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Uncertain of understanding WAS: Re: [ba-unrev-talk] NYTimes.com Article: An Uncertain Trumpet


> ... Of course all editorial content
> is welcome as long it carries some merit and is not so incendiary.    (01)

Ditto email.
But removing the sting from the rhetoric leaves a point that cannot be ignored.
Let's look at the system of beliefs here.
[N.B. The following does not necessarily represent my views. I am just trying to
understand the fuss made earlier by reasoning from the evidence.]    (02)

If you are a patriot of the US then what JTM says appears to hold true.
The _economic_ (and hence conceivably the political) best interests of the US
appear to be served by the strategy he outlines.
With the caveat that the US would not adopt that strategy if it didn't not have
such vast reserves: It can afford to wait out anyone else's complaints for the
time being.
Similarly, it can probably afford not to be very eco-friendly right now too.
Ravage first, buy later, would _appear_ to be the strategy.    (03)

The point being, that if the US considers that it can afford to be blasť about
what it considers to be *its local* environment, and that capitalist managerial
economics is the way to go, then most other slights thrown at the US do look
like having their seeds in jealousy.
All that remains are debates about the distribution of wealth: in effect
discussion of whether modern forms of sanctioned private ownership need
reforming. And as far as I'm aware the only barrier to a country dictating what
forms of ownership are acceptable lie in the prospects for foreign investment
given particular forms.
In a capitalist system what brings money into a country is the prospect of an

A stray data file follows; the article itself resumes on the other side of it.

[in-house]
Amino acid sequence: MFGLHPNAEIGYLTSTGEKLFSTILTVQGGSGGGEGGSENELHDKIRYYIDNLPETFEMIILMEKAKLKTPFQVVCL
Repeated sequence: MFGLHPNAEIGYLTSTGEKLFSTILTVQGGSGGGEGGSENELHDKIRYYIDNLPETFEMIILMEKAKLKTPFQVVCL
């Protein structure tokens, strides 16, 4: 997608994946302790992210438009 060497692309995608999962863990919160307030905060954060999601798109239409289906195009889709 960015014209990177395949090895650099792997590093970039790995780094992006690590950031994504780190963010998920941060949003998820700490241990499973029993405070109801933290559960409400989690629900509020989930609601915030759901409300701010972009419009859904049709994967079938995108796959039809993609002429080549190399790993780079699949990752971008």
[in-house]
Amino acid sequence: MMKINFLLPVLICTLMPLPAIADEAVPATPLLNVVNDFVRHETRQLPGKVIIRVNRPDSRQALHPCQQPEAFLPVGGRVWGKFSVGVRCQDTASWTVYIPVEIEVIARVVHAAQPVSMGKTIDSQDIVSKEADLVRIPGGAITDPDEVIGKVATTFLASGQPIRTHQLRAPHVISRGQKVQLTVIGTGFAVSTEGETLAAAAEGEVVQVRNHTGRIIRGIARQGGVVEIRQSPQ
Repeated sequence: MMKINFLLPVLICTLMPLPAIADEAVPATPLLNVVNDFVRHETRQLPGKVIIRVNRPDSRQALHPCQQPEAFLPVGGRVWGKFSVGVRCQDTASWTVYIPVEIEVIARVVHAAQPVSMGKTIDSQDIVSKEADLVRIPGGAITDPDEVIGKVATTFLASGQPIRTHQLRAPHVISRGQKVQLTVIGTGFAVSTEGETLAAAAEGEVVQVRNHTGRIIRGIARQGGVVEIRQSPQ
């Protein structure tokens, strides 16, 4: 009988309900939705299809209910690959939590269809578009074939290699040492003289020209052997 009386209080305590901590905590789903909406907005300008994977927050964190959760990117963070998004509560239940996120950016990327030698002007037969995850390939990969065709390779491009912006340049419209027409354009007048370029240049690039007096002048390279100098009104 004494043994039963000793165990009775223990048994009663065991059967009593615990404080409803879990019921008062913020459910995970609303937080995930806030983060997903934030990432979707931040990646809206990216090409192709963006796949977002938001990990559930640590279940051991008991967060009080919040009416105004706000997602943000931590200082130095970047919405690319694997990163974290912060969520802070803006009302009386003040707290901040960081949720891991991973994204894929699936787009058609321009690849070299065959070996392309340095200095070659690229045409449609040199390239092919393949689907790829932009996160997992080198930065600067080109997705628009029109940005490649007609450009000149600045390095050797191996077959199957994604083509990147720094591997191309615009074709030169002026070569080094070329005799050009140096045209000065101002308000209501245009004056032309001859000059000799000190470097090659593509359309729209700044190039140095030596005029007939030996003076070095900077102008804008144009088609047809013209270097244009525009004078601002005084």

increased profit rate in some sector. Profit can be exported (under global
finance terms) by the investor (assuming the relevant forms of private
ownership), but there's nothing to stop the investor creating a feedback loop
short-term by reinvestment until competition causes the profit-rate to drop
again. By that time though, a significant asset should have been established.    (04)

What is missing from this picture?
--Few investors have found the seeds of an increased profit rate in most of
Africa. Much of Africa remains mired in feudal politics and internecine strife.
Most of the aid that was supposed to rescue these countries went astray. In
short, they lack the basic institutional structures required for progress.
--Free trade policies are punishing weak developing economies.
--Maybe the biosphere is dying after all. What does a polluting
industrial/commercial asset represent in respect of this?    (05)

These give rise to another key question: How do you manage the tendency for
human beings to be greedy?
The answer would _appear_ to be globally ratified, democratically supported
legislation to that effect.    (06)

What are the chances of that happening before the last faeces hit the last fan?
With existing patterns of thought: slight.
Where does a patriot fit into that game? That one I'll leave for JTM to think
about. Maybe John has ideas we haven't heard yet. Certainly he's made a play
that is rarely understood. (Maybe that's why he seems to #CAPSLOCK# shout and
rave so much.)    (07)

On the rack of possibilities hang:
Marx reckoned that the self-emancipation of the workers from 'capitalistic
exploitation' was the key.
Some might think that the new gene-therapy eugenics hold promise.
Perhaps we all just need to smoke more dope and chill out, dude.
Maybe we need a different approach to the simple act of exchange.
Maybe advances in financial thinking, dissolution of borders, new forms of
energy and transport/travel,...
...    (08)

Frequently in Shakespearian tragedies, it is the raving lunatic that voices the
truth.
Maybe we are in a fix that suggests that we can't write someone off just because
they SHOUT a bit rudely.
Maybe shutting off our ears and ceasing to think won't get us anywhere.    (09)

Thank you and good night,
--
Peter    (010)